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Food Safety Focus (149th Issue, December 2018) – Incident in Focus

The Ginkgo – A Living Fossil with Poisonous Seeds

Reported by Mr. Johnny CHU, Scientific Officer,
Risk Assessment Section, Centre for Food Safety

In November, 2018, the Centre for Health Protection of the Department of Health announced a case of ginkgo seed poisoning.  The case involved a 38-year-old woman who developed dizziness, nausea, tremor, headache and abdominal pain after consuming around 50 to 60 fried ginkgo seeds purchased from a street hawker.

Ginkgo biloba

Ginkgo biloba, commonly known as ginkgo, the maidenhair tree, and Yín Xing, is famous for having witnessed dinosaurs roaming the earth as well as their sudden disappearance from the earth.  Once thought to be extinct by some researchers in the West, the ginkgo is native to China and now has made its way around the world.  Ginkgo is often called a living fossil because it has remained essentially unchanged for 200 million years and can be found in the fossil record at the same time as the dinosaurs.

(a)Ginkgo seeds consumed as food

(a)Ginkgo seeds consumed as food

Ginkgo Seeds as Food

The ginkgo seeds (Bai Guo in Chinese) are commonly consumed as food in Asia (especially China, Japan and Korea); they are used as an ingredient in congee, soups, dinner dishes and desserts.  It is also not uncommon to see food premises serving Japanese-style grilled ginkgo seeds and street hawkers selling fried/roasted seeds.

(b)Ginkgo seeds

(b)Ginkgo seeds

Toxins in Ginkgo Seeds

Natural toxins are present in a wide variety of plants (Table below), some of which are commonly consumed as food, including ginkgo seeds.  Ginkgo seeds have poisoning effects due to the presence of toxins such as 4'-methoxypyridoxine (MPN) and cyanogenic glycosides; and MPN is believed to be the incriminated chemical in food poisoning cases.

MPN is found in the food storage tissue of the ginkgo seeds.  It has an antivitamin B6 activity and inhibits the formation of 4-aminobutyric acid (GABA) from glutamate.  GABA and glutamate play a role in transmitting nerve signals from one nerve cell to another.  The dual effect of a decrease in GABA and an increase in glutamate is believed to induce seizures and convulsions.  Cooking cannot inactivate MPN; however, it can reduce the toxicity of the seeds, probably by inactivating heat-labile toxins such as cyanogenic glycosides.  It is worth noting that immature and uncooked ginkgo seeds are more toxic. 

Examples of food poisoning cases caused by plant and mushroom toxins in Hong Kong from 2008 to 2018.

Plants

Toxins

Symptoms

Preventive measures/
remarks

Ginkgo seeds

4'-methoxypyridoxine and cyanogenic glycosides

Nausea, vomiting, diarrhoea, abdominal pain, confusion and convulsions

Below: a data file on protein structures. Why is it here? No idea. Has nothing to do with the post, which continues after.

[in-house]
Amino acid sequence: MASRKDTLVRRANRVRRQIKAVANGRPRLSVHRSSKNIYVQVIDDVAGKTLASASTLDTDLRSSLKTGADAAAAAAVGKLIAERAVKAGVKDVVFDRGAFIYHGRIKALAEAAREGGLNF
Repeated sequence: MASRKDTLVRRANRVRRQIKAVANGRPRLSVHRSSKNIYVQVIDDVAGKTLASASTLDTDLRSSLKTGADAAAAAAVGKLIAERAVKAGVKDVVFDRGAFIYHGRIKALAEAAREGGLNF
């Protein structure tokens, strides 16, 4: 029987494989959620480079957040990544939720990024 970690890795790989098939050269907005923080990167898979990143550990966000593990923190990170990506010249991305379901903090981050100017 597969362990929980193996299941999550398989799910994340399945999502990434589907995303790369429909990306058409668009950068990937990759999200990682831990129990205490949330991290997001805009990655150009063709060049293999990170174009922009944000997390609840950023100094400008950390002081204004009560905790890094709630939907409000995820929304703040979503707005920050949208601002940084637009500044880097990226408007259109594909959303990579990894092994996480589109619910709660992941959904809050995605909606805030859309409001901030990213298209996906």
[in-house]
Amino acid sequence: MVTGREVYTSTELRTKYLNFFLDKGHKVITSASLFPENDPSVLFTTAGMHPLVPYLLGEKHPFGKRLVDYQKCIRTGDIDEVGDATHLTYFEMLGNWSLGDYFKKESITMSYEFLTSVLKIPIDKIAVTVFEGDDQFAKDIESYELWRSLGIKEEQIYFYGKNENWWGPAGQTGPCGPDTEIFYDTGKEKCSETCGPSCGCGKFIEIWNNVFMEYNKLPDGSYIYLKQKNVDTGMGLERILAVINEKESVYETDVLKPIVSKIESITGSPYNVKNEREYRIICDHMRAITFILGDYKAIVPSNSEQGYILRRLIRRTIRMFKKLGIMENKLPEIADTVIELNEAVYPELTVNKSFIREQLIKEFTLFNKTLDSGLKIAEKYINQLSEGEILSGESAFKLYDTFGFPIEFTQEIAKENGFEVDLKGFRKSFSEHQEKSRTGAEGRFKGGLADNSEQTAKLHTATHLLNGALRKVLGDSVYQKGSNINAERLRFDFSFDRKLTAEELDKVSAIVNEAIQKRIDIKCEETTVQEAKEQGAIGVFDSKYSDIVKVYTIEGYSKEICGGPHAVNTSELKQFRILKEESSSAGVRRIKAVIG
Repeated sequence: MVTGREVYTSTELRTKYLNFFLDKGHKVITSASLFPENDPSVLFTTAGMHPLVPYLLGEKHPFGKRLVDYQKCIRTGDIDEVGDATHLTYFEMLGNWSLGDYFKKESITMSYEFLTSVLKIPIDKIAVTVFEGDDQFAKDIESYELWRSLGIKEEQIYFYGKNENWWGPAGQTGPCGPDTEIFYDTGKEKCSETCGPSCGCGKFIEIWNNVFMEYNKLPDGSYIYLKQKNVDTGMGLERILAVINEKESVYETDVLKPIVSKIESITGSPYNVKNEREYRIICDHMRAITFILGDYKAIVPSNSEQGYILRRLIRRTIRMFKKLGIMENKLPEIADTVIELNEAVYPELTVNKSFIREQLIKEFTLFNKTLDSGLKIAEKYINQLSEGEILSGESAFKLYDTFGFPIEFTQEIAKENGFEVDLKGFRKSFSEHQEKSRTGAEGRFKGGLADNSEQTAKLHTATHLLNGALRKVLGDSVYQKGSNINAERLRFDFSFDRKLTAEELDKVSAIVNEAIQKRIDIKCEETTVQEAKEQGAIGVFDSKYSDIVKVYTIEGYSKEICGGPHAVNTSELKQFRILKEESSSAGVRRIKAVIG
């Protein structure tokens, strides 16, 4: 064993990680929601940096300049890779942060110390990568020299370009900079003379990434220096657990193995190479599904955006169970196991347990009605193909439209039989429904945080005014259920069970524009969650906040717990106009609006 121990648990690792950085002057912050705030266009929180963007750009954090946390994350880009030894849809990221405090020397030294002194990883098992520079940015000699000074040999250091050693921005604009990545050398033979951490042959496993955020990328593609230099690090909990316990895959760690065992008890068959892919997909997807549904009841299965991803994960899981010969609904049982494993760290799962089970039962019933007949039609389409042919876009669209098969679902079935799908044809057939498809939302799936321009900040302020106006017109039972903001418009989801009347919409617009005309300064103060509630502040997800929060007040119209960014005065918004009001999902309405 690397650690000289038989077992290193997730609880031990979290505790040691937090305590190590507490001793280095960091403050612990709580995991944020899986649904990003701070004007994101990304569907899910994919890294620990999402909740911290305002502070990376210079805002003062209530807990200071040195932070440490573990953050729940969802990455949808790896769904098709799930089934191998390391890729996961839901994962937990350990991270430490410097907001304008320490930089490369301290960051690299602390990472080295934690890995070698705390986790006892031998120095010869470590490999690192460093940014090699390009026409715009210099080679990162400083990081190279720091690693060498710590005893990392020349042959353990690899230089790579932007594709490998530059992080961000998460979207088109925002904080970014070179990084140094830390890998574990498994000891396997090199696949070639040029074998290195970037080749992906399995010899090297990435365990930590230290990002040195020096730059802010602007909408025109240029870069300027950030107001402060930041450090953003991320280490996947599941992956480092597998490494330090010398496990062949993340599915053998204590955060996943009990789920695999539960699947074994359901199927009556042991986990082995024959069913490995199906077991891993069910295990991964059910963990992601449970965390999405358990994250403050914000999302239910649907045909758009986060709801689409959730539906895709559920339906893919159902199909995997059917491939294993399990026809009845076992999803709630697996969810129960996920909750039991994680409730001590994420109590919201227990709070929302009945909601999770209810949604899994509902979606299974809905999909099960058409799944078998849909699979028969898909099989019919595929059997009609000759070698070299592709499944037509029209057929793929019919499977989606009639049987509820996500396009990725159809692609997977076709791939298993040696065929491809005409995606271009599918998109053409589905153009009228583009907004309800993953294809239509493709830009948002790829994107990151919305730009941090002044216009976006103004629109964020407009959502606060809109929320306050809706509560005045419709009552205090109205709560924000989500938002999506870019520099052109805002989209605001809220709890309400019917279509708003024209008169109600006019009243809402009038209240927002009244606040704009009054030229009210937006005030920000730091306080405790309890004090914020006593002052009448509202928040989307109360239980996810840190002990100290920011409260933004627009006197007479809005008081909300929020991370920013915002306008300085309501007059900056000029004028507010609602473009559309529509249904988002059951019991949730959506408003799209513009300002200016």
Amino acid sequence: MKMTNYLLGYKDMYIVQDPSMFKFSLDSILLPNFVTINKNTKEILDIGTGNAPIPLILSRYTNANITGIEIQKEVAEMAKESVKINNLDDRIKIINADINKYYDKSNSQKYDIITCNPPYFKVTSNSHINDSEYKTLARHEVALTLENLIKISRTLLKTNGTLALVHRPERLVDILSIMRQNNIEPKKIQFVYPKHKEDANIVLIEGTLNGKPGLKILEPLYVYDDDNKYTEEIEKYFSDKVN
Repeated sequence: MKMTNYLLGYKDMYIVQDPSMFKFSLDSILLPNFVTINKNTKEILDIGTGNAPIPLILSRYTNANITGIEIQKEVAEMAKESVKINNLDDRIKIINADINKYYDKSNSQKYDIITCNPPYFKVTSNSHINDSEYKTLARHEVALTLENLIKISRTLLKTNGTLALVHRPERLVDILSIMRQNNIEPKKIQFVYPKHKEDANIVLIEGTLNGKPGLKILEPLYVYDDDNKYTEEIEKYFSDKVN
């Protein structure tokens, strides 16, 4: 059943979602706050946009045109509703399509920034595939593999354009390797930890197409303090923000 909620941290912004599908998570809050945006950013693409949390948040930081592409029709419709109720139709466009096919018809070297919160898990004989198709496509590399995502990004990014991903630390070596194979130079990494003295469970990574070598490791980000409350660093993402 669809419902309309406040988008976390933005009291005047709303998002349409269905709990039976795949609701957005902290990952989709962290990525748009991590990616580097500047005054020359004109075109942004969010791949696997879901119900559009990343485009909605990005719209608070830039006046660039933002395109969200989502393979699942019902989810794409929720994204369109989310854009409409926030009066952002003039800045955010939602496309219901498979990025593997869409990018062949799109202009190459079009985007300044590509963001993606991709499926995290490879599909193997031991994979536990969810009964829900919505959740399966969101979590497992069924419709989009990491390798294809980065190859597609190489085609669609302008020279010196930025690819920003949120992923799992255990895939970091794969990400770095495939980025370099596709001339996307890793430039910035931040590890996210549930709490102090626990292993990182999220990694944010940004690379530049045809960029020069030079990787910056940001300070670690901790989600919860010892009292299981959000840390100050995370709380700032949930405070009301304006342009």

• Cook ginkgo seeds.
  • Limit intake to a few seeds per day.

Wild taro

Calcium oxalate raphide

Numbness of the tongue and swelling of lips

  • Do not pick and consume wild plants.

(1)  Wild mushrooms

(2)  Edible mushrooms mixed with poisonous mushrooms

Mushroom toxins

Nausea, vomiting, abdominal pain, profuse sweating, hallucination, coma or other neurological symptoms

  • Do not pick wild mushrooms.
  • Do not buy mushroom products which are doubted to be mixed with unknown species.

Fresh Jin Zhen

Colchicine

 

Vomiting, nausea, abdominal pain and diarrhoea

  • Soak well in water and cook thoroughly.
  • Commercially processed Jin Zhen and dried Jin Zhen are safe to eat.

Raw bitter apricot seeds

Cyanogenic glycosides

Constriction of the throat, nausea, vomiting and headache

  • Soak and cook thoroughly in boiling water (e.g. soup) for a longer period.

Narcissus bulbs

Toxic alkaloids

Nausea, vomiting, diarrhoea and dizziness

  • Do not eat narcissus bulbs.

Wild fruits

Plant toxins

Abdominal pain, vomiting, diarrhoea and burning sensation of the throat

  • Do not collect and eat wild fruits from parks or the countryside.

Public Health Significance

Acute toxicity is the main concern of ginkgo seed poisoning. Nausea, vomiting, diarrhoea, abdominal pain, confusion and convulsions are the classic symptoms which usually begin 1 to 12 hours after ingestion.  Children are especially susceptible to this type of food poisoning.  In severe cases where large amounts have been taken or in susceptible individuals, loss of consciousness and deaths may occur.  It has been reported that ingestion of 10 to 50 cooked seeds at one time can cause acute poisoning.

Action Taken and Preventive Measures

Regarding the case of ginkgo seed poisoning, a press release and a message on Facebook were issued by the Department of Health and the Centre for Food Safety respectively on 5 November 2018 to remind the public not to consume uncooked ginkgo seeds and to limit the daily intake of ginkgo seeds. Particular attention should be given to children, the elderly and individuals with poor health conditions.

Key Points to Note:

  1. Natural toxins are present in ginkgo seeds.
  2. Cooking can reduce but cannot eliminate the toxicity of the seeds.
  3. Ingestion of 10 to 50 cooked seeds at one time can cause acute poisoning.

Advice to the Trade

Advice to the Public